In another question in the same study, we asked about sentiments towards the US economy. In this chart, the open-ended answers are again clustered along the spectrum from positive responses on the right to more negative assessment of the economic situation on the left. This left-negative and right-positive alignment in the two charts is purely coincidental, as statistically speaking, the axes of the chart do not have a specific meaning.

Question: Thinking about the US economy, how would you describe your feelings about its performance?

IdeaCluster™ feelings about economy

In the chart it is easy to spot a continuum of answers, starting from bottom left going clock-wise, ranging from actively wishing for a change in political control in the Congress for the economy to improve (pink-red answers) through a more factual assessment of the economy not doing well and getting worse (orange and red answers) on the top left of the chart. The cluster of orange, red and pink-red answers represents the respondent answers with various degrees of unhappiness about the economy. On the right side of the chart, the blue and green answers are more positive. From top-right (blue) answers expressing optimism for future growth to green-coded answers saying that the economy is doing well. The light-green answers are interesting: they peg the success of the economy on current President’s ability to stay in power after the elections.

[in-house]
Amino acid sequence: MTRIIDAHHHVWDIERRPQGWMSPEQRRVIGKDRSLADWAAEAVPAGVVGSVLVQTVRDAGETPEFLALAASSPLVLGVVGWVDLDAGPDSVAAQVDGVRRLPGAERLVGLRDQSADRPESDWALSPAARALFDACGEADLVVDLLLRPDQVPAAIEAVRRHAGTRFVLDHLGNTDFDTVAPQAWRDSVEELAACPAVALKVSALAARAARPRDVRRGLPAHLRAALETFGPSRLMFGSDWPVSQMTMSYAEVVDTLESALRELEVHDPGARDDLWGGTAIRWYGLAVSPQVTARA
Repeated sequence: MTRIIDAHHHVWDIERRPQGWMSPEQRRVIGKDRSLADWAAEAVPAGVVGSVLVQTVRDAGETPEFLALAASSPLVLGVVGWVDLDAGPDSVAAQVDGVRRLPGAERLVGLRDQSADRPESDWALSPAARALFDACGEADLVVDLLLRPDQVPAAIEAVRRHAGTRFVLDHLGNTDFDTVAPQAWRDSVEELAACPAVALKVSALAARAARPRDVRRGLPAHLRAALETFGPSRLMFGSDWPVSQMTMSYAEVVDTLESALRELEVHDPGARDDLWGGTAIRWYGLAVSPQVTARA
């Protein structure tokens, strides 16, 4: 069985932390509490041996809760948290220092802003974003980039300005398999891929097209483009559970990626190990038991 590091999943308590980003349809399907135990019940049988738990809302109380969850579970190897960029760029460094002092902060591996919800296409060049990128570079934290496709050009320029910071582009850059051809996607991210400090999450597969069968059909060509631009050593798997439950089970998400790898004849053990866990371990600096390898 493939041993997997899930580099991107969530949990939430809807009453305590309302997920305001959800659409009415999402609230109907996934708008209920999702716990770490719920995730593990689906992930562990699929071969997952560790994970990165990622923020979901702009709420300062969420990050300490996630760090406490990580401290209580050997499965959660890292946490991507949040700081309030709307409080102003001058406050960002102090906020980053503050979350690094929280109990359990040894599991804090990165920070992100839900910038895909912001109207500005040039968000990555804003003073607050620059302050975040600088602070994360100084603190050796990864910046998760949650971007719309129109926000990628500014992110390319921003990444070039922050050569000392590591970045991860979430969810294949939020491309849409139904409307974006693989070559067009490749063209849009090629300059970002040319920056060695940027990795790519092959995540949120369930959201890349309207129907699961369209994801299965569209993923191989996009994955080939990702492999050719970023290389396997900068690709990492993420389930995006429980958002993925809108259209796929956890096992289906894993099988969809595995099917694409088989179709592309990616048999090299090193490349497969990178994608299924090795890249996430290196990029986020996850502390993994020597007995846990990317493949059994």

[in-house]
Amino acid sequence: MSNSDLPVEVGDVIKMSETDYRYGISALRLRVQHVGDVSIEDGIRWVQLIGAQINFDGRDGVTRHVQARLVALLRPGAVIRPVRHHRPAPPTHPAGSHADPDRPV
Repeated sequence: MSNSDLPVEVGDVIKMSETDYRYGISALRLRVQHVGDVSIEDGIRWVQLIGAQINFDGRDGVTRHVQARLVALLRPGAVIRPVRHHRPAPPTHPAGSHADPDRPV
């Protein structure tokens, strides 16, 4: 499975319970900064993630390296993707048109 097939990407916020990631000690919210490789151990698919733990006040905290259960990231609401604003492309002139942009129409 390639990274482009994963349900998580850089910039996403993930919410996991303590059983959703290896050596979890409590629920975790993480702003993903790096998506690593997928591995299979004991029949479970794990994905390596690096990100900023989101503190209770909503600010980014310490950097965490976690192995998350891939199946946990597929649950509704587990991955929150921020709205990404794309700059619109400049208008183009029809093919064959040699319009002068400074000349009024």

From manual coding of text answers to automation

The beauty of these simple examples is that they have been calculated automatically, in real time, and they didn’t require any manual coding or building a principal component analysis model. In the  GroupSolver® platform, we automatically collect correlation data during the process of asking open-ended questions, which is then used to build the relationships between answers in real time using a built-in algorithm.

What this allows a researcher to do in real time is to focus more on understanding the story, the interesting pieces of information contained in these charts rather than on cleaning the data and coding it into usable form. In combination with other smart analysis available in our platform, the researcher can continue to peel the onion until the a-ha moment arrives.

For example, continuing to analyze the data set we have presented earlier, we can tell that women – and particularly Democratic-leaning women – tend to be feeling more anxious and tired. Males, particularly Republican-leaning men, feel more relaxed, hopeful and at peace.

Question: What one word describes how you are feeling?

IntelliSegment™ about feelings

Understanding the relationship between answers given to us by respondents can uncover a much richer and deeper understanding of our customers. It gives us a more nuanced view of what respondents are telling us than a one-dimensional free text analysis. Going from a simple text analysis and coding of verbatim answers to quantified data sets allows us to understand the authentic customer responses in a much more rigorous and defensible way.